# Finding the dipole moment of a molecule in an electric field

1. Sep 1, 2014

### Les talons

1. The problem statement, all variables and given/known data
"A molecule has its dipole moment aligned with a 1.8 kN/C electric field. If it takes 3.5x10^(-27) J to reverse the molecule's orientation, what is its dipole moment?"

2. Relevant equations
Potential energy of dipole in an electric field
U = -p*E = -p*E*cos(theta)

U = 0 corresponds to the dipole aligned at right angles to the field

Torque on a dipole in an electric field
tau = p X E

Dipole moment vector is the product of the equal and opposite charges separated by distance d
p = qd

3. The attempt at a solution
Greetings. My solution attempt is as follows:
U = -p*E
energy required to reverse dipole's orientation = potential energy of the dipole
From this I found:
-3.5x10^(-27) J /1.8 kN/C = -1.9x10^-30 C-m
But this is wrong and I don't know why. The dimensional analysis shows the correct units using this approach.
Then I tried to included the cos(theta) for the magnitude of the dot product, taking theta as pi because the dipole has to have its orientation reversed, and this produced the answer 1.9x10^-30 C-m, which is also incorrect.

I assume that the dipole has no kinetic energy since it is not described as moving, so the energy needed to reverse it's orientation must be large enough to equal its potential energy. This energy has to be applied by doing work on the dipole, which is given, but since there are no charges or distance given, I cannot use p = qd. Then because I don't have p, the torque equation does not help. I must be overlooking something really simple. There are no examples like this in my book. The ones I have found on other sites all show the approach that I tried, so they are no help. The professor did not discuss dipole moments in lecture and none of his slides have a calculation of it, but do show finding the electric field generated by a dipole, which does not work since the problem does not give a charge, q.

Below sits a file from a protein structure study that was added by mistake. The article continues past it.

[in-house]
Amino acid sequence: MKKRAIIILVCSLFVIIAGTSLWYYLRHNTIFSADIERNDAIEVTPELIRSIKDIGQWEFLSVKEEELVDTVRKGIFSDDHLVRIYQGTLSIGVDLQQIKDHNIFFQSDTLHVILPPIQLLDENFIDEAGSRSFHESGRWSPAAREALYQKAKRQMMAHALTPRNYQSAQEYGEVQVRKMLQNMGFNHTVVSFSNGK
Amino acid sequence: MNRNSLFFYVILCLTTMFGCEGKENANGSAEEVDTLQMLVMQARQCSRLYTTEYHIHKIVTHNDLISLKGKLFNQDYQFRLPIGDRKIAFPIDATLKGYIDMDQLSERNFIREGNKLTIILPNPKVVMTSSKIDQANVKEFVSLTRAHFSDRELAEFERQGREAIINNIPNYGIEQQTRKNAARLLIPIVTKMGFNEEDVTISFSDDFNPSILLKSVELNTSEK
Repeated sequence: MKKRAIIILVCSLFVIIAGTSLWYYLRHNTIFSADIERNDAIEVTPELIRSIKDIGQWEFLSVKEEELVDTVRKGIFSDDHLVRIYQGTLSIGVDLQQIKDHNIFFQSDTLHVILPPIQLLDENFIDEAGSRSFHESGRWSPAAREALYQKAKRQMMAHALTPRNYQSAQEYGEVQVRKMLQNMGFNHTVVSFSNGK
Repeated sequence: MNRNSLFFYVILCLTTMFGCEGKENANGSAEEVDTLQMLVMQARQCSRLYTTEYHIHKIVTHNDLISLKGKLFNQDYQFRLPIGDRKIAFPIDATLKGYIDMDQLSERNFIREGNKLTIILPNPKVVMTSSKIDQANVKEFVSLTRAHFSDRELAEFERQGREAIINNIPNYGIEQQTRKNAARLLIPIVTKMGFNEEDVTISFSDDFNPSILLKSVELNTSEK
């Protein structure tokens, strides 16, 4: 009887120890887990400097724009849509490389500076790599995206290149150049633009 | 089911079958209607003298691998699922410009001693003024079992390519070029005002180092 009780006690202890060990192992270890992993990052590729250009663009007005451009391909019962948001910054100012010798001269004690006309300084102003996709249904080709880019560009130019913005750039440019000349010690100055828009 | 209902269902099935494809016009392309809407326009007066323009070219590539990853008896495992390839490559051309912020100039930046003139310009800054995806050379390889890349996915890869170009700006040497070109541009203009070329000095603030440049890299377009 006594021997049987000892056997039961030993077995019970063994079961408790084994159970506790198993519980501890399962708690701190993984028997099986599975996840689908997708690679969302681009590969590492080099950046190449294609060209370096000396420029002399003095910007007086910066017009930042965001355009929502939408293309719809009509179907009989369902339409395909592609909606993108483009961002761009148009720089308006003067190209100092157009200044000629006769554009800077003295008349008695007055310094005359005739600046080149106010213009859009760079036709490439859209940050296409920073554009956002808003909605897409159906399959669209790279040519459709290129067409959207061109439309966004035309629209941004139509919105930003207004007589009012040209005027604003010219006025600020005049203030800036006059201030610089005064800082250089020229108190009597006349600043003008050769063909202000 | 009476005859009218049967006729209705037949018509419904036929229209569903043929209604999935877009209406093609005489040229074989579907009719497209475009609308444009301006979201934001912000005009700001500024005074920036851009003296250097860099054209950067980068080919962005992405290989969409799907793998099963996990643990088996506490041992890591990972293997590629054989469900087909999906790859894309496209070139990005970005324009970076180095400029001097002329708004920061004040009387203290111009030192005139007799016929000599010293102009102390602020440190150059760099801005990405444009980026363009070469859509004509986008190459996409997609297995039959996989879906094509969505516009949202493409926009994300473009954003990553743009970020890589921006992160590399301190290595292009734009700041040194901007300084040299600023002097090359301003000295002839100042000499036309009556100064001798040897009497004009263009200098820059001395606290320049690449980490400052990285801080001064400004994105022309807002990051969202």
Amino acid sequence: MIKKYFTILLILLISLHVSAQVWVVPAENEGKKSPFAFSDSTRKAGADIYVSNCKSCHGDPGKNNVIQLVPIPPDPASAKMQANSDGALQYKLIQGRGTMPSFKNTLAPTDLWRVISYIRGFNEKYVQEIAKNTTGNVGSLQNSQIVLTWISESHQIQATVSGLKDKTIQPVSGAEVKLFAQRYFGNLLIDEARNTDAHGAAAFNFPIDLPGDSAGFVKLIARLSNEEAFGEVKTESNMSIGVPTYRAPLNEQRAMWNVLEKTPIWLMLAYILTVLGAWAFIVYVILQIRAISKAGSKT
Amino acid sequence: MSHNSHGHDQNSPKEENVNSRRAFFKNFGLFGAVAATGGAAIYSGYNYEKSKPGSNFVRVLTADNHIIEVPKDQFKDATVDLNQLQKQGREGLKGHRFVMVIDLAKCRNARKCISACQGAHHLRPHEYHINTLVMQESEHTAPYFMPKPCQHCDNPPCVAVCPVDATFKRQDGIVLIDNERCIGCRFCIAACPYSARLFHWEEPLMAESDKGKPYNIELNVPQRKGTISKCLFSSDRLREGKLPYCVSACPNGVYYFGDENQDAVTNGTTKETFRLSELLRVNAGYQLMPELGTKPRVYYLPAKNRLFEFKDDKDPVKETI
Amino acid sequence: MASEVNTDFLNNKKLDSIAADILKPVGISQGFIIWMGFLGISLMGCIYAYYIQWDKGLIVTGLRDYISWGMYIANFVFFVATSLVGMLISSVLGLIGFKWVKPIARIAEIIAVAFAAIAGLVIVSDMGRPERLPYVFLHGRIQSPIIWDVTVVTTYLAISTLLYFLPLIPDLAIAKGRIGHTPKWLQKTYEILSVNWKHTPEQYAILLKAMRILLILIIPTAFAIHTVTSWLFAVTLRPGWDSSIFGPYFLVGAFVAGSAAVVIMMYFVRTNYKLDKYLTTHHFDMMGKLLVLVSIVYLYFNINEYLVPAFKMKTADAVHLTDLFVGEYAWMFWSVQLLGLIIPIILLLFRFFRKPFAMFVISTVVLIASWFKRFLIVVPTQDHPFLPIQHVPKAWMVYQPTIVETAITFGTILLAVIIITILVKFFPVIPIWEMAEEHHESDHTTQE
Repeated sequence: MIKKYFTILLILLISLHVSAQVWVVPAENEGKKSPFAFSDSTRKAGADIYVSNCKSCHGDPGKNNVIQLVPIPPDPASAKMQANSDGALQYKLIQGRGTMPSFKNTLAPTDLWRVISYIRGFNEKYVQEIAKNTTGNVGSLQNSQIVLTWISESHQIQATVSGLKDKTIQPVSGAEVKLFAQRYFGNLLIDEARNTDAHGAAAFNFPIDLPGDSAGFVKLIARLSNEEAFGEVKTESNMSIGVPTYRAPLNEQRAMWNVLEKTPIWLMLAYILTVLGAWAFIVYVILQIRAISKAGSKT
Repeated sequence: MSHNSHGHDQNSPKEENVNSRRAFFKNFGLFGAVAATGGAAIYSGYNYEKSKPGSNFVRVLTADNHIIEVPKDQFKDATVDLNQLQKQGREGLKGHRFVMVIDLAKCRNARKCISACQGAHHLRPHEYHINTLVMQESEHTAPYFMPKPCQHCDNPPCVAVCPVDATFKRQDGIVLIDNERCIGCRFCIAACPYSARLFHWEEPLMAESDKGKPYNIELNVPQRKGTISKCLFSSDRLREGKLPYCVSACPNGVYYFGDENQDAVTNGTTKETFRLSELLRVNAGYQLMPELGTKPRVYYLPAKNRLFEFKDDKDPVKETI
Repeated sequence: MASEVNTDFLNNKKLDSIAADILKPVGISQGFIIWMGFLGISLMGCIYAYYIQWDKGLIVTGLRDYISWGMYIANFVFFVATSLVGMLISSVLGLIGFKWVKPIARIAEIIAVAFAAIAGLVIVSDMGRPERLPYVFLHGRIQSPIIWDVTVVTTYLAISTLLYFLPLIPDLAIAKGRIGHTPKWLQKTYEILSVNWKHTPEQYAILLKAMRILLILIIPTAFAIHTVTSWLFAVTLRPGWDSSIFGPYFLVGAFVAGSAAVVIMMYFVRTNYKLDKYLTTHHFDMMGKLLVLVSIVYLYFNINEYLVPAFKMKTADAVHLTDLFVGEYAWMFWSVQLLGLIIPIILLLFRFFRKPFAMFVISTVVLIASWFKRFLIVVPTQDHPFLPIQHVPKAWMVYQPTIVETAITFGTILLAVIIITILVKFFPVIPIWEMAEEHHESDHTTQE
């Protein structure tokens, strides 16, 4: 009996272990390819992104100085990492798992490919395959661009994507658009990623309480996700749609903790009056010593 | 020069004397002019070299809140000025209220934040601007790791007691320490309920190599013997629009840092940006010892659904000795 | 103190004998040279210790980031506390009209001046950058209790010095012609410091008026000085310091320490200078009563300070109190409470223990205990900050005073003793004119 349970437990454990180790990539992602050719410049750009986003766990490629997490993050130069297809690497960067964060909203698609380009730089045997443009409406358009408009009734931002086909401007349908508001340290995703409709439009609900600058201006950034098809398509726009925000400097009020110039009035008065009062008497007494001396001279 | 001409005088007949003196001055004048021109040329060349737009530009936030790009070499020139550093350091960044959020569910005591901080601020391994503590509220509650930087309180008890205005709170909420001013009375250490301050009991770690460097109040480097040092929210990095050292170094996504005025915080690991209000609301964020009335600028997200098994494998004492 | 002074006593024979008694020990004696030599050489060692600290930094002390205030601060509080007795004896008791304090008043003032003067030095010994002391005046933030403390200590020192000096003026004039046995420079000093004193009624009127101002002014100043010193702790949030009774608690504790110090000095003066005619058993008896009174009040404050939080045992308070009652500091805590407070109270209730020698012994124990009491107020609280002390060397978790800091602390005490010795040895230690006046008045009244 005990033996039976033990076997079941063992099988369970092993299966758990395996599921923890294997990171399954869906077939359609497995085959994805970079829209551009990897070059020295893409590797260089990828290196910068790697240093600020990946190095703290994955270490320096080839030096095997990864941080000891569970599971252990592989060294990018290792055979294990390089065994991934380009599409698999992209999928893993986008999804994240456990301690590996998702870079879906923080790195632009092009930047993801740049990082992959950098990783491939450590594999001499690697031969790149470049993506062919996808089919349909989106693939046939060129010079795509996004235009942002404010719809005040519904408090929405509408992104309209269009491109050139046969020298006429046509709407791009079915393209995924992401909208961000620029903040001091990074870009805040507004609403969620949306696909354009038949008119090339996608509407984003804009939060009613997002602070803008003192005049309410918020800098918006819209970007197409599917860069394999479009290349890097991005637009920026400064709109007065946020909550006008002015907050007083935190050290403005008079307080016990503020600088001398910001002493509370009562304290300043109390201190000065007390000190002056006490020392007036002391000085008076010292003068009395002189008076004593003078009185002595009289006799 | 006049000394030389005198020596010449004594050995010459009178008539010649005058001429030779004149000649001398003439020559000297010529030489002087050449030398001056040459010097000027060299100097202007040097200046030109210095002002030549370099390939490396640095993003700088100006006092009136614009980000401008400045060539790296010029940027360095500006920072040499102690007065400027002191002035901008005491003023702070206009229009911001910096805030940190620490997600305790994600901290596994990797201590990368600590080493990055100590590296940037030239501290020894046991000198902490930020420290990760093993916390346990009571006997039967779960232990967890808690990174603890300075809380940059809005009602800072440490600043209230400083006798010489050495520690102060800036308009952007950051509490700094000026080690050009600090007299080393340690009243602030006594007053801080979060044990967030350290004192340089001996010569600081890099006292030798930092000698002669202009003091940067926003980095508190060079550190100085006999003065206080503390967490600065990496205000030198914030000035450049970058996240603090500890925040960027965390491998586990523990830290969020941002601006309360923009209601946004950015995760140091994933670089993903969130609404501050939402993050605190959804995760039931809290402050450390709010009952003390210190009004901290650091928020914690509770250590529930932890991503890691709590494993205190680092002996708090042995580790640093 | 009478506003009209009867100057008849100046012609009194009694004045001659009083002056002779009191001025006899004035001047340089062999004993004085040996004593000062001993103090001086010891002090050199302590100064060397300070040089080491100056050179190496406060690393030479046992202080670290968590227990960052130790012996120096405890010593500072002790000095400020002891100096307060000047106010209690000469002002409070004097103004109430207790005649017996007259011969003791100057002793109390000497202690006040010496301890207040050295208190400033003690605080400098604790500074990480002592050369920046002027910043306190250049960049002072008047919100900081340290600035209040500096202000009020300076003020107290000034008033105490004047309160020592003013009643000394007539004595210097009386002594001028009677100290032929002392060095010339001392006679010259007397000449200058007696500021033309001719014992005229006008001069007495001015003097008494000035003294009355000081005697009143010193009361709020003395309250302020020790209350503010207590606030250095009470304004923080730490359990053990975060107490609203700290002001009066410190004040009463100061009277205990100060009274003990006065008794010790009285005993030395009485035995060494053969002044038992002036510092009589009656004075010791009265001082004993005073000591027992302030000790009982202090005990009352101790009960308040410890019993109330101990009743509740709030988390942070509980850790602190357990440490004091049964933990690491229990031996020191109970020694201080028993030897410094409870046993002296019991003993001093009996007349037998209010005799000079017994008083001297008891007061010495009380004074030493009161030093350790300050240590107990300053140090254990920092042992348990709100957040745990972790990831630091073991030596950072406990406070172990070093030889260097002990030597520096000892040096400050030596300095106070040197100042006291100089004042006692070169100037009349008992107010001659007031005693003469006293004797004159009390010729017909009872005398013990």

If anybody has any comments or ideas, they would be greatly appreciated. Cheers.

2. Sep 1, 2014

### TSny

Hello, Les talons. Welcome to PF!

That's not quite right. The energy required is equal to the change in potential energy of the dipole.

What are the initial and final values of θ?

3. Sep 1, 2014

### Les talons

Thank you for answering. There are no values given so does that mean we can assign our own coordinate system? Initially, the dipole is aligned, so theta = 0, and at the final position the dipole moves orientation, so theta = pi. I do know at theta = pi/2 the dipole will have U = 0. Would this be the right formula for the change in U: p*E*cos(theta_final) -p*E*cos(theta_initial)?

Last edited: Sep 1, 2014
4. Sep 2, 2014

### TSny

Right.

Yes, except don't forget that there is a negative sign in the expression for U:
U = -pEcosθ